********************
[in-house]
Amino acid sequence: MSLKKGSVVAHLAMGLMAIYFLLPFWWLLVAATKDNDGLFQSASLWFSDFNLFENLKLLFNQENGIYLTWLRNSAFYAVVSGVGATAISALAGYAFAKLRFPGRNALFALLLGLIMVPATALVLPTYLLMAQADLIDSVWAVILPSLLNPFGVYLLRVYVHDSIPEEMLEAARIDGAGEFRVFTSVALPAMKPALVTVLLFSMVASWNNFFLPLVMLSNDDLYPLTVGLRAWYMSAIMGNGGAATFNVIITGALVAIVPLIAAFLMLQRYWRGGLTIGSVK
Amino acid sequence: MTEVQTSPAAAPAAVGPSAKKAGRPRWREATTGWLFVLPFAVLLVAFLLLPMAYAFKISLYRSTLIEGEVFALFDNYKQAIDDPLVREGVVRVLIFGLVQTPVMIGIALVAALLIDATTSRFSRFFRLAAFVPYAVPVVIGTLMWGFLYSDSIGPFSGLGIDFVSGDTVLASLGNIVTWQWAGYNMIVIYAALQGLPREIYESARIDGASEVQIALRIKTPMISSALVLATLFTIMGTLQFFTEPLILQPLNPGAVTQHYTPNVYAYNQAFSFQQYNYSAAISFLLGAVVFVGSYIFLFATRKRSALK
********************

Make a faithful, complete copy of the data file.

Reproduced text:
[in-house]
Amino acid sequence: MSLKKGSVVAHLAMGLMAIYFLLPFWWLLVAATKDNDGLFQSASLWFSDFNLFENLKLLFNQENGIYLTWLRNSAFYAVVSGVGATAISALAGYAFAKLRFPGRNALFALLLGLIMVPATALVLPTYLLMAQADLIDSVWAVILPSLLNPFGVYLLRVYVHDSIPEEMLEAARIDGAGEFRVFTSVALPAMKPALVTVLLFSMVASWNNFFLPLVMLSNDDLYPLTVGLRAWYMSAIMGNGGAATFNVIITGALVAIVPLIAAFLMLQRYWRGGLTIGSVK
Amino acid sequence: MTEVQTSPAAAPAAVGPSAKKAGRPRWREATTGWLFVLPFAVLLVAFLLLPMAYAFKISLYRSTLIEGEVFALFDNYKQAIDDPLVREGVVRVLIFGLVQTPVMIGIALVAALLIDATTSRFSRFFRLAAFVPYAVPVVIGTLMWGFLYSDSIGPFSGLGIDFVSGDTVLASLGNIVTWQWAGYNMIVIYAALQGLPREIYESARIDGASEVQIALRIKTPMISSALVLATLFTIMGTLQFFTEPLILQPLNPGAVTQHYTPNVYAYNQAFSFQQYNYSAAISFLLGAVVFVGSYIFLFATRKRSALK